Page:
• The prevalence of lifetime alcohol abuse is greatest for those who begin drinking at age 14. 

"We're very concerned about alcohol," Leader explains. "It's the overwhelming drug of choice for teenagers. Unfortunately, they don't realize that alcohol is a depressant.  So they drink and for a little while they feel better but then the alcohol depresses them which can trigger them to drink again. This is how the addictive cycle gets started."

"Alcohol has become very accessible to people my age and that's really scary," Lohan says. "You don't need alcohol or drugs to have fun or to cope. If you have problems at home, don't turn to using drugs, pick up the phone and call Teen Line at 1-800-TLC-TEEN. Talking about it is the best thing you can do."

Curtis agrees completely.

"The fundamental program that I am involved in on a daily basis, at its core, is one alcoholic talking to another," Curtis explains. "If you are a non-alcoholic talking to me, you just don't understand me.  You just don't. Even with a compassionate open heart you cannot understand what the prison of addiction is."

"The idea that alcoholics help other alcoholics is very much in sync with Teen Line," Curtis continues. "It's not adults helping teens but teens helping teens. And that 'relatability' hopefully will allow the teen who calls up to think, 'Oh maybe you do understand me.'"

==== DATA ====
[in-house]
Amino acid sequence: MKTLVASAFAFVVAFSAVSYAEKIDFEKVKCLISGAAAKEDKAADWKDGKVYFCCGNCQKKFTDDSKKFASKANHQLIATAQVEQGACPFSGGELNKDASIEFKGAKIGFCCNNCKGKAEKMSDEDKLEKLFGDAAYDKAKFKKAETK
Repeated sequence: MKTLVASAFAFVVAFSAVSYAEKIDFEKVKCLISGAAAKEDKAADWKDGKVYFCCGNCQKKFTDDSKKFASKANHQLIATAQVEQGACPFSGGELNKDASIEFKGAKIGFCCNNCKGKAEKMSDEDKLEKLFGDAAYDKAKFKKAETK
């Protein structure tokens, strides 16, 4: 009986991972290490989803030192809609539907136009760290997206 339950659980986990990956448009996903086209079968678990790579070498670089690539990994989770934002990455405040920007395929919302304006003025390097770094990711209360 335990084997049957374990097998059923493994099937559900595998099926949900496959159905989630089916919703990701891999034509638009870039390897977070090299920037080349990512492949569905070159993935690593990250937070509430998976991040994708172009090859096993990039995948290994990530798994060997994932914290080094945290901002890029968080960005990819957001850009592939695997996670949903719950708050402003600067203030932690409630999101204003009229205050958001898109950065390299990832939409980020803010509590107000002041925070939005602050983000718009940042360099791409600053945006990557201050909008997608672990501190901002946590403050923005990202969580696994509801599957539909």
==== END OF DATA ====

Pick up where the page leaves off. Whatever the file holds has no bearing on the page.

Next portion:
"We want teens to know we're here and there's nothing wrong with reaching out," Leader concludes. "It's okay to talk and have someone there to listen." 

"If I help create greater awareness about Teen Line, then I'm a good conduit - I'm a great 'adapter plug' to Teen Line," Curtis says. "If just one kid picks up the phone instead of hurting themselves or cutting themselves or using drugs or alcohol - then all of my speaking publicly will have been absolutely worth it."

• Teen Line

• Al-anon/Alateen

Click here for more information about depression or other mental health issues.

Spotlight Health is the leading creator of celebrity-featured health-issue awareness campaigns, connecting consumers with impassioned celebrities whose personal health battles can open eyes, dispel myths and change lives. Spotlight Health helps sufferers and caregivers meet the challenges of difficult health circumstances with understandable, in-depth medical information, compassionate support and the inspiration needed to make informed healthcare choices.

Created: 5/16/2003  -  John Morgan & Stephen A. Shoop, M.D.